ABC Proteins That Transport Lipid Soluble Substrates May Operate by a Flippase Mechanism

The substrates of mammalian MDR1 are primarily planar, lipid-soluble molecules with one or more positive charges;

▲ FIGURE 7-11 Structural model of E. coli lipid flippase, an ABC protein homologous to mammalian MDR1. The

V-shaped protein encloses a "chamber" within the bilayer where it is hypothesized that bound substrates are flipped across the membrane, as depicted in Figure 7-12. Each identical subunit in this homodimeric protein has one transmembrane domain, comprising six a helices, and one cytosolic domain where ATP binding occurs. [Adapted from G. Chang and C. Roth, 2001, Science 293:1793.]

they all compete with one another for transport by MDR1, suggesting that they bind to the same site or sites on the protein. In contrast to bacterial ABC proteins, all four domains of MDR1 are fused into a single 170,000-MW protein. The recently determined three-dimensional structure of a homologous E. coli lipid-transport protein reveals that the molecule is V shaped, with the apex in the membrane and the arms containing the ATP-binding sites protruding into the cytosol (Figure 7-11).

Although the mechanism of transport by MDR1 and similar ABC proteins has not been definitively demonstrated, a likely candidate is the flippase model depicted in Figure 7-12. According to this model, MDR1 "flips" a charged substrate molecule from the cytosolic to the exoplasmic leaflet, an energetically unfavorable reaction powered by the coupled ATPase activity of the protein. Support for the flippase model of transport by MDR1 comes from MDR2, a homologous protein present in the region of the liver cell plasma membrane that faces the bile duct. As detailed in Chapter 18, MDR2 has been shown to flip phospholipids from the cytosolic-facing leaflet of the plasma membrane to the exo-plasmic leaflet, thereby generating an excess of phospho-lipids in the exoplasmic leaflet; these phospholipids then peel off into the bile duct and form an essential part of the bile.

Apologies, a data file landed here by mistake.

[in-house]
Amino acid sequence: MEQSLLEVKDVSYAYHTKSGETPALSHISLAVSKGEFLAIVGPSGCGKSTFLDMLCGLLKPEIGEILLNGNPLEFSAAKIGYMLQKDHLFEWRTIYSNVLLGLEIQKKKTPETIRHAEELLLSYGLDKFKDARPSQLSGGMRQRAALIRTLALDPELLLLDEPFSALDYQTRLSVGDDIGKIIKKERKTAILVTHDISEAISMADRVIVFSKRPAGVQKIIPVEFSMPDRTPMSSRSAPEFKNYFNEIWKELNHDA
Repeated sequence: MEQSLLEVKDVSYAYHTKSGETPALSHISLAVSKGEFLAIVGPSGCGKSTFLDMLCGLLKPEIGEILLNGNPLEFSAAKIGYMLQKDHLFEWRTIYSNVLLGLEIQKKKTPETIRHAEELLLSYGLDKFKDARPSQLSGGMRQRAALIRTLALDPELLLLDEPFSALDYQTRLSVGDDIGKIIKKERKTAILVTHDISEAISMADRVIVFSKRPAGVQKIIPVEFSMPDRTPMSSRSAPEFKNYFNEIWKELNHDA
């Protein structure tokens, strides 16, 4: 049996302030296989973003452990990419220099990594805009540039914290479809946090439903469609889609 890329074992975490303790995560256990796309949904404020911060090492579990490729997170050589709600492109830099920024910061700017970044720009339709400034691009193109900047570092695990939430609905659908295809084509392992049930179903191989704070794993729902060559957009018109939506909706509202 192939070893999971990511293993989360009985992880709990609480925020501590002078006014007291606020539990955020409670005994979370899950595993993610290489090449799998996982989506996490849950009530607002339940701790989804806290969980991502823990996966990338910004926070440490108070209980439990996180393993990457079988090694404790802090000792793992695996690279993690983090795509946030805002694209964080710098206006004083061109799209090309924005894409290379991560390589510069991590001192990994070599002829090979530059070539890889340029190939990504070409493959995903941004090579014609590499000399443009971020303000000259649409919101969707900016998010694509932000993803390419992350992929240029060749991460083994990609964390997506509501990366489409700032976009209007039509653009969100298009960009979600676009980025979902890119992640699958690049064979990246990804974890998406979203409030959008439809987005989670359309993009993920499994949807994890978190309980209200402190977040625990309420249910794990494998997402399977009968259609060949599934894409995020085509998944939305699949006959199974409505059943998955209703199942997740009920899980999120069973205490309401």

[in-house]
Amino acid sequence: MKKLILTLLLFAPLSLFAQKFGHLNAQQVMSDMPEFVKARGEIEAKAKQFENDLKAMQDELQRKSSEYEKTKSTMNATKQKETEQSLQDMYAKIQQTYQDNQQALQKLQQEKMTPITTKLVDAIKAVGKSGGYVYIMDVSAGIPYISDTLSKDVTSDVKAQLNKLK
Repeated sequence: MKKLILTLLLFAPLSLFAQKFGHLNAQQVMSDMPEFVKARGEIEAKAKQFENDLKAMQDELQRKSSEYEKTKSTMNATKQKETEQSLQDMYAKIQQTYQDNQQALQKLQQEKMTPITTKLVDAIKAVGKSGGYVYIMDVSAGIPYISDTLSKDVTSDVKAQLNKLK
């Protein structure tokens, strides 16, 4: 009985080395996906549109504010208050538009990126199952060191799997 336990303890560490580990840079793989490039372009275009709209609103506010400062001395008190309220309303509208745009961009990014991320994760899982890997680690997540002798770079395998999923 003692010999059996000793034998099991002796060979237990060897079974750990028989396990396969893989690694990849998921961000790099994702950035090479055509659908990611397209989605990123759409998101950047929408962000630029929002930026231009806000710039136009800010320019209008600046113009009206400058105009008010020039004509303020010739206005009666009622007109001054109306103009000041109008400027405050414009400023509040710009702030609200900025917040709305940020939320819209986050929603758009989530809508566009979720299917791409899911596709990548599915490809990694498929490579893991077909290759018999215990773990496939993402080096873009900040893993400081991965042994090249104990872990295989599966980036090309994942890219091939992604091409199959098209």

► FIGURE 7-12 Flippase model of transport by MDR1 and similar ABC proteins. Step |1|: The hydrophobic portion (black) of a substrate molecule moves spontaneously from the cytosol into the cytosolic-facing leaflet of the lipid bilayer, while the charged end (red) remains in the cytosol. Step |2|: The substrate diffuses laterally until encountering and binding to a site on the MDR1 protein within the bilayer. Step □: The protein then "flips" the charged substrate molecule into the exoplasmic leaflet, an energetically unfavorable reaction powered by the coupled hydrolysis of ATP by the cytosolic domain. Steps |4| and |5|: Once in the exoplasmic face, the substrate again can diffuse laterally in the membrane and ultimately moves into the aqueous phase on the outside of the cell. [Adapted from P Borst, N. Zelcer, and A. van Helvoort, 2000, Biochim. Biophys. Acta 1486:128.]

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